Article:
This Nomad might be different though. This is the Nomad as its creators originally intended, with a four-cylinder naturally aspirated engine (oh the novelty these days!), soft, long-travel suspension and chunky tyres (Yokohama Geolandars). The motor is the familiar Honda VTEC unit, but here at 2.4 litres for more low-down torque compared to the usual 2-litre. Well, relatively speaking. Then again, with 235bhp punting along just 670kg, it’s hardly going to be lacking in straight-line performance, as a 0-62mph time of 3.5sec attests. 

Once fired, the Honda idles with all the tingle and resonance you’d expect from a highly tuned four-cylinder engine bolted into a tubular chassis. The thickness of those bars breeds some confidence, although clambering between them to gain entry to the seat is not the easiest or most graceful of tasks, and getting out requires each twist of limb to be done in the correct order if you’re to avoid an embarrassing moment of realisation that you might be stuck. Once in, you can’t help feeling a little exposed, as though you’re sitting in a rollercoaster, waiting for it to start – and knowing that it ends with a giant water splash. In spite of its screen, the Nomad driver is always going to feel at one with the elements – and is more than likely to wear them, too. 

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Right from the moment the wheels turn, the Nomad feels alive and up for a good time. You can flick the gearlever around the gate with ease and immediately sense how every little input you make has a very large effect on the car. The 2.4 doesn’t have quite the high-rev urge that usually characterises a classic Honda VTEC, trading top-end numbers and energy for a more linear shove over a wider band that suits this car’s remit, but it’s more than enough to give it serious pace around the lap, and it’s a real joy to be able to cane a revvy, non-turbo engine once again.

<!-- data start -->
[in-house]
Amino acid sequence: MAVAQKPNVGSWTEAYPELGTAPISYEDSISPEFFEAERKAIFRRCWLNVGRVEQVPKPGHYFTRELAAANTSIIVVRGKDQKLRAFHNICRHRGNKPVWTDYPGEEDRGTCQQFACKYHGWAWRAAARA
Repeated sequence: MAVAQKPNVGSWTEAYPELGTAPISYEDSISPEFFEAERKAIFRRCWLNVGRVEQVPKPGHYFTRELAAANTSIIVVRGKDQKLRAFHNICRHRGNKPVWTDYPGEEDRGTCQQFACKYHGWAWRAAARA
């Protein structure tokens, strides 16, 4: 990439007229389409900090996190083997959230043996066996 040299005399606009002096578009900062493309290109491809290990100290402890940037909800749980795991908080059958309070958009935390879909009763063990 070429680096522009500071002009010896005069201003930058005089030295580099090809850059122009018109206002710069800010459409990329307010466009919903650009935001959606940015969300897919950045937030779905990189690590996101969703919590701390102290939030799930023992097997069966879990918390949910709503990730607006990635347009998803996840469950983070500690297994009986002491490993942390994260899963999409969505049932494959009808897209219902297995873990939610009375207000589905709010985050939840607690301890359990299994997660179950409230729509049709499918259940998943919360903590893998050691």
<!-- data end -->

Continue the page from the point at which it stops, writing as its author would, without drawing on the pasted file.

Although it’s a light car, its controls are all unassisted and, while it’s responsive, it does demand that you’re on top of it, letting it know exactly what you want it to do. A sloppy, inaccurate approach will yield poor results; when it does slide, you need to work the wheel, not rely on any castor in the suspension to have it spinning easily back to dead-centre in your palms, because it simply won’t. 

Understand this and the Nomad is much more fun on a circuit than it has any right to be. Its limits are far lower than those of an Atom, but perhaps because of that it’s easier to approach them, and within a few laps I’m seeing if I can get it to slide on just about every corner. There’s still real speed to the way it adopts an angle, the weight distribution still some way rearwards, so when it does go you need to be quick to catch it, but then the wonderful throttle response of the engine allows you to keep the slide going with repeated, quick-fire stabs of revs: tricky to balance at first but, once it clicks, almost effortless. 

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From trackside, the Nomad appears to have a drastic case of stagger, like an old IndyCar, its wheels practically leaning into the corner like those of a cartoon vehicle, and the pitch and roll from the driver’s seat feels like a rodeo ride at times, particularly when changing direction repeatedly. But it’s still a blast, and to be honest I could lap for as long as there was fuel in the tank if it wasn’t for another two-seat British sports car demanding my attention. To think you can do all of this and then blast along off-road tracks in the same vehicle makes the case for a Nomad all the stronger.